Tuesday, September 22, 2015

S.D. Skye's Hell or High Water 365-Day Blogathon -- Day 101 -- Best of S.D. Skye -- Make it WORSE

Due to my hectic schedule this week, I'm re-running some of the most popular blogs on the site which may be old to some and new to others.

Don't forget the GREAT JJ BOOK GIVEAWAY!! Full details here. 

Just leave a comment on days 100-107 to enter (up to one comment per day). Win ALL 5 BOOKS OF THE JJ MCCALL SPY CATCHER SERIES. This includes the current 3 books AND Advanced Reader Copies at the last two books. You'll know how the series ends before EVERYBODY! Junior will draw the name and I will announce the winner on the site on Day 108.

This blog, with 3,000 views less than yesterday's, has the 2nd highest number of reads. Enjoy! 

Best Writing Advice #1

A  few years ago, when editing my first novel, I bought a book called Manuscript Makeover by Elizabeth Lyons. I didn't have a lot of money to spring for a freelance editor at the time so I tried to do as much as I could myself. But as a newbie to writing fiction, what I didn't and still don't know about writing could fill FedEx Field. So, I bought just about every book on the market because perfectionist that I am, I didn't want to miss anything. (Yeah, I was so naive). This one remains among my favorites and I refer to it often.

Anyway, one piece of advice in this book gave me a big "Aha" moment, probably one of the biggest in my writing career, and stuck with me like superglue. This single piece of advice has helped me  consistently craft page-turning novels.


When you're faced with the choice between keeping your character in a "safe space" and intensifying the drama--intensify the drama. Ratchet up the pain! And look for places to do that scene by scene. And this works for any genre, not just suspense and thrillers.

I have a tendency to impose my own fears on my characters. You ever do that? When writing scenes you can physically feel the twinge, the discomfort. So instead of pushing through that pain and doing what I call "writing up" you "write-down" to make yourself AND the character more comfortable. Or even worse, you resist the ratchet in order to make the reaction more "realistic." Screw comfort and realism.They only make the book less exciting and less enjoyable for the reader, or as Ms. Lyons calls it--Flatline.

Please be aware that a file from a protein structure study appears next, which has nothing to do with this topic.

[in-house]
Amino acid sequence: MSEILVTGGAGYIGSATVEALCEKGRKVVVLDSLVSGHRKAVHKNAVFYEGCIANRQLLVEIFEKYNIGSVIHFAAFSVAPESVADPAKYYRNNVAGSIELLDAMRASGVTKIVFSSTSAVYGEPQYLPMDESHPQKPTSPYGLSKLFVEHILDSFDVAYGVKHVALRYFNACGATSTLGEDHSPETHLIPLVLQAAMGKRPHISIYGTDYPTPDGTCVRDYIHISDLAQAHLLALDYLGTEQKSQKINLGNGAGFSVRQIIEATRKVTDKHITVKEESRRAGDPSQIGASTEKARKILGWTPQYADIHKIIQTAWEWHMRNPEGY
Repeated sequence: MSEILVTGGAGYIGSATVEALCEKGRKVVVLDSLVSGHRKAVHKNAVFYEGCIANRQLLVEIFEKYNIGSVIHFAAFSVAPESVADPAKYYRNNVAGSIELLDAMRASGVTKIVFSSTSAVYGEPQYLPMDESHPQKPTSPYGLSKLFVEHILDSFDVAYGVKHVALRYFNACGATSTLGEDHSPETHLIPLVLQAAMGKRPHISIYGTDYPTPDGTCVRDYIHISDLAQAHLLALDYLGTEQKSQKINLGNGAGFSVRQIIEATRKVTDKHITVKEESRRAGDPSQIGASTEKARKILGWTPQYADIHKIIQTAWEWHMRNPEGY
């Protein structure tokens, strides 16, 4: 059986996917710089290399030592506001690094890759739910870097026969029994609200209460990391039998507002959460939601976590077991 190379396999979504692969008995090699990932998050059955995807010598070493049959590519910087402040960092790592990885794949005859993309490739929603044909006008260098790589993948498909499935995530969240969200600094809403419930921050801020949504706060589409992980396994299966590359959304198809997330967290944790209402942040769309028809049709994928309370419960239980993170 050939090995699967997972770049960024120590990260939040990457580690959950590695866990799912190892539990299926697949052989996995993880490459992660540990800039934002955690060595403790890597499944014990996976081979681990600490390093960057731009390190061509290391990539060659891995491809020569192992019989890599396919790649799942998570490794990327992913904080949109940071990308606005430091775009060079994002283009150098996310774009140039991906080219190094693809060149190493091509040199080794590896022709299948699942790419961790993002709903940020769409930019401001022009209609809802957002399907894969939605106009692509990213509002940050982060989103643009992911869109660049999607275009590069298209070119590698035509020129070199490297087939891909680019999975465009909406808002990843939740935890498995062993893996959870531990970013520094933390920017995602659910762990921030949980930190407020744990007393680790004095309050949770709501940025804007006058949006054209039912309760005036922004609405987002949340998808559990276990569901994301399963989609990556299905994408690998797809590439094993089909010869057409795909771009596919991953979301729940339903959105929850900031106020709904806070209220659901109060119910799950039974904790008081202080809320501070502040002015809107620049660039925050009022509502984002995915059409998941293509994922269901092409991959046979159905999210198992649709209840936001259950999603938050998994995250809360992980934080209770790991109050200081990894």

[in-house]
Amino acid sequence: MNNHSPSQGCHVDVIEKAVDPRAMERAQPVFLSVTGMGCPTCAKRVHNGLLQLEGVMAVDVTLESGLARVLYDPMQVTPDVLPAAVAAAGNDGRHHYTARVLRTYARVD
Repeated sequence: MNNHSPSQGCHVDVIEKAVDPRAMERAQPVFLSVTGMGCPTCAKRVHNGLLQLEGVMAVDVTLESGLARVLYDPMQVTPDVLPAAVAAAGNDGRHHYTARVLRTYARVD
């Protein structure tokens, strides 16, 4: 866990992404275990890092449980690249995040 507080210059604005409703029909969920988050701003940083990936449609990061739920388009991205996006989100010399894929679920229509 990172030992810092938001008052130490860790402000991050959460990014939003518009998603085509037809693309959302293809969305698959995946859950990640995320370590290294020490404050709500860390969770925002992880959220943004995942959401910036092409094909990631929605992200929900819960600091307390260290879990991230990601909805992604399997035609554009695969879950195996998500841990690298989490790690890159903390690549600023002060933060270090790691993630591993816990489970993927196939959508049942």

Don't let your stories flatline, rather take it to the next level. The worse you make it on your characters, the better you make it on your readers.

The practical lesson.

So, in this scene I was crafting for my very first novel, my character, a woman in emotional turmoil over a bad relationship break up a few days before, walks by a bedroom and sees a freshly showered naked Adonis toweling himself off; he's her client. I could write her walking by the room, all aflutter, containing her desire as she should--playing it safe. OR she could step into the room and see what happens. Well, at first I had her walking by the room all aflutter--boooring. But after reading Ms. Lyons' book, she walks in the room--and they go all the way. And this extreme action is the ONE scene about which I get the most "angry reader" emails.  

How could she do that?! 
I couldn't believe it! 

The reader bought into her turmoil, they bought into her drastic decision, and they kept reading to see how it would end. Then they got so emotional they wrote me an email.

My work is done.


Stay-tuned.  More to come.

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